Make for the Borders
Photo: Tempest Brewing
There has been an explosion in craft beer manufacture in Scotland in recent years with new breweries popping up in every corner of the country. These new ventures reflect the growing trend for shopping local and give visitors to Scotland the chance to sample the unique taste of the areas they are from. The South of Scotland has been at the forefront of this brewing revolution with award winning local ales, speciality beers and craft cider available in almost every small town and village.
Tempest has been slowly building a reputation as one of the most innovative and progressive brewers in Scotland, something which was recognised last week at the Scottish Beer Awards when it was named Brewery of the Year as well as winning gold medals for its IPA, speciality beer and stout. The brewery is located in Kelso with the brewery tap being The Cobbles, right in the centre of town. It is also a restaurant of some distinction so a visit means you get the best of both worlds, award winning local food and freshly brewed local ale. Gateshaw is a 19th century country house set in the Cheviot Hills just a few miles away and a great place to explore the varied attractions of the border country.
Born in the Borders in Galashiels is unique in being Scotland’s only plough-to-pint microbrewery, creating cask ales using malting barley home-grown on owner John Henderson’s farm and water from the land’s own artesian spring. Beers include Foxy Blonde, Game Bird and Holy Cow, and the brewery also runs a unique project called Wild Harvest, which uses locally foraged ingredients to flavour a completely separate range. For the curious, self-guided walk-around tours of the brewery are available all the time for no charge. To keep food miles to a minimum, the brewery only delivers casks to pubs within a 75-mile radius so the only way to enjoy this beer at its best is by visiting the area. And where better to stay than Greenhill Lodge, it’s only a few miles away and offers peace, tranquillity and total privacy.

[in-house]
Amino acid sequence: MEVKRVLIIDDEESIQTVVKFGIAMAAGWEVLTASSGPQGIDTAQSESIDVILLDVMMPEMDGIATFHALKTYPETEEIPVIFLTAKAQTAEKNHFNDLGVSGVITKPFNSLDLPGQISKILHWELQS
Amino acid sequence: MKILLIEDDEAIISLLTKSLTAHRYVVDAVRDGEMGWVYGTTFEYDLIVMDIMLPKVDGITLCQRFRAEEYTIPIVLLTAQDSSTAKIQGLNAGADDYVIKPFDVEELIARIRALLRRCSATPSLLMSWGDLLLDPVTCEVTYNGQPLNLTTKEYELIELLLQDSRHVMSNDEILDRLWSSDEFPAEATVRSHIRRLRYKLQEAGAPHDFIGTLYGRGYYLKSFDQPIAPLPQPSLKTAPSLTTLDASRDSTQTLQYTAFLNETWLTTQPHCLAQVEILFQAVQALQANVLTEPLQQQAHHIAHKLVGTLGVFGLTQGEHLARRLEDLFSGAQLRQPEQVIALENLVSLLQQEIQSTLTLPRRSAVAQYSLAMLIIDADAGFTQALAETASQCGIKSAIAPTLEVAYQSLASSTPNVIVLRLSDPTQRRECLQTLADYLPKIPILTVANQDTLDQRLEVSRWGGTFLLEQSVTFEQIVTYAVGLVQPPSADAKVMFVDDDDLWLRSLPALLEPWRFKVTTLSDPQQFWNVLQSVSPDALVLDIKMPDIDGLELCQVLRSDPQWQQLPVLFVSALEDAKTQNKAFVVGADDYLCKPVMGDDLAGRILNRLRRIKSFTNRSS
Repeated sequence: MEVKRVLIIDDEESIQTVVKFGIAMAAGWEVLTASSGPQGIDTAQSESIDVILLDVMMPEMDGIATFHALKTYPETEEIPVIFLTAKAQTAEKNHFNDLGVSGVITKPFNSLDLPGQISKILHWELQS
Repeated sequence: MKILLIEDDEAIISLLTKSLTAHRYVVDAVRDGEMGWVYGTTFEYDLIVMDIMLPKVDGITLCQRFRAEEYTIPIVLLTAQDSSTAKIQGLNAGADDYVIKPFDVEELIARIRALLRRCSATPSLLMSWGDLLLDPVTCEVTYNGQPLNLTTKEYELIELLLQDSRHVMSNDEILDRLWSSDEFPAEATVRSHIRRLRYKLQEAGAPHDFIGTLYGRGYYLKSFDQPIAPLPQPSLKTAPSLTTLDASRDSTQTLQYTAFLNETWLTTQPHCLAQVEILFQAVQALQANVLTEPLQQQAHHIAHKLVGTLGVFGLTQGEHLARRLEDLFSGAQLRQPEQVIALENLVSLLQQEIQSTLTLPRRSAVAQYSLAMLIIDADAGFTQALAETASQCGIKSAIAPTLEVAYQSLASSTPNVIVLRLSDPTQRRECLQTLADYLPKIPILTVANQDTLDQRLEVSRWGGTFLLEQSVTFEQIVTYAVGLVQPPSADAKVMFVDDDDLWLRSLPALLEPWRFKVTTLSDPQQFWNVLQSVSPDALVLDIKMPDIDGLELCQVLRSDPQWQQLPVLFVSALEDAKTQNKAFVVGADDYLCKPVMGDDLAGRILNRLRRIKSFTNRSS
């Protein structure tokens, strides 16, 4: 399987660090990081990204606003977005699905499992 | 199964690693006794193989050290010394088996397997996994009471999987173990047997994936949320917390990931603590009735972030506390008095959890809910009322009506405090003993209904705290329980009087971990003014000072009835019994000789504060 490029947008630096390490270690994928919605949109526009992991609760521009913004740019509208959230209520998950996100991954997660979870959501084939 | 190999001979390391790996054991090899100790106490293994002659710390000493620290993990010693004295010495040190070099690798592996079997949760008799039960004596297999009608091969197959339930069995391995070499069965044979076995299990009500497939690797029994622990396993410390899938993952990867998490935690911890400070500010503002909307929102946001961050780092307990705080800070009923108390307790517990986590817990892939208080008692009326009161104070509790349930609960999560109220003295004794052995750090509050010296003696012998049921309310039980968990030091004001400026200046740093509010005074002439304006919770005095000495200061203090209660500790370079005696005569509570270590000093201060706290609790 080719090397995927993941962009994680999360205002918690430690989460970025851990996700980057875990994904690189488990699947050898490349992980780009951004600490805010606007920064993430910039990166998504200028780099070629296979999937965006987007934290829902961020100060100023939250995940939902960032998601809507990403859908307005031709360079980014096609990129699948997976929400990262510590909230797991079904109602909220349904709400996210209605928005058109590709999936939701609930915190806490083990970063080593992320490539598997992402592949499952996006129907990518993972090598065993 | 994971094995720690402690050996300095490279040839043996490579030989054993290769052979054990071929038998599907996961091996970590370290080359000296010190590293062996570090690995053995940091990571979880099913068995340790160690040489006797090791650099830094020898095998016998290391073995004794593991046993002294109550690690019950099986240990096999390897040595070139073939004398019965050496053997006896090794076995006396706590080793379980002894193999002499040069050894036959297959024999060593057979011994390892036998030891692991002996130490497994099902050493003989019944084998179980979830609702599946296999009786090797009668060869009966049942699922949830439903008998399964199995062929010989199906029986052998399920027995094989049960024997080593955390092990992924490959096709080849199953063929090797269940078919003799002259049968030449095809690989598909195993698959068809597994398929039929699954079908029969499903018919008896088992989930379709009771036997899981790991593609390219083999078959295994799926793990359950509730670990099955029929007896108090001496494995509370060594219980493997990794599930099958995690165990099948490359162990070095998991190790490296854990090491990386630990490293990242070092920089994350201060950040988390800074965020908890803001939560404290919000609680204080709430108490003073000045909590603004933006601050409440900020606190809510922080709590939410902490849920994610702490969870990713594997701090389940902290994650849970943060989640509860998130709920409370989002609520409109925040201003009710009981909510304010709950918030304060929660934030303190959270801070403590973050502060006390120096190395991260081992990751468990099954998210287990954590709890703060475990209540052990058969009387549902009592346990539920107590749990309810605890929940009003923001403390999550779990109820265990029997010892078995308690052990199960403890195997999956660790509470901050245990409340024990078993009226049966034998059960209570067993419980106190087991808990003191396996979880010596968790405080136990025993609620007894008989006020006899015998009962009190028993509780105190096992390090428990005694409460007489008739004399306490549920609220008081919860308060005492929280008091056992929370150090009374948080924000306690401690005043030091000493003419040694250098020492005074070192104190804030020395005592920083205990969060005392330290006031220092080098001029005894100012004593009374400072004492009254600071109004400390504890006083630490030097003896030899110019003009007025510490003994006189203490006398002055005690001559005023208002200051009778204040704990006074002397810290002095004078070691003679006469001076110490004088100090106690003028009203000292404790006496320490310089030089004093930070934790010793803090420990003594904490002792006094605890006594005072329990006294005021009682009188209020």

Peebles is the location for another unique brewery, the community-owned Freewheelin’. Established in 2011 the aim behind this venture was to reintroduce small scale brewing to the Tweed Valley with the local community as shareholders. The Bridge Inn in Peebles is a wonderfully old fashioned pub where you can find a large variety of ales as well as the complete Freewheelin’ range including Allsorts Bitter and Ruby Mild. In contrast to the new wave of micro brewers emerging in Scotland who often use experimental recipes, unconventional ingredients and over the top marketing Freewheelin’ is reassuringly old fashioned. A pint of their best is like mum’s home baking, a simple and unadulterated pleasure. Sharing a beer with family or an old friend is truly one of life’s joys. A great venue for a celebration or a family get together would be Branxholm Park House near Hawick. One of the great advantages of having so many activities to amuse the children is that the adults are then free to get on with the serious business of catching up over a cold IPA.
It’s not all about the hops. After years of neglect, craft cider production has recently returned to the south of Scotland. Over the years most of the country’s apples had been dismissed as not commercially viable and therefore most orchards had been grubbed up, until that is the establishment of Waulk Mill Cider in 2010. The owners set about sourcing local produce and now collect from over 800 trees within Dumfries and Galloway. The finished product is therefore 100% Scottish. The cider is called Muckle Toon Rosie, after Langholm, the muckle toon. They also produce a sweet version, a perry and a selection of seasonal specials. How about Christmas cider with rum, cranberry and cinnamon? The Tower of Hallbar is a unique place to stay, not least because it has its own orchard you can walk through. For a picnic on a hot summer’s day you could pick apples from the trees to go along with your locally made cider. How is that for low food miles?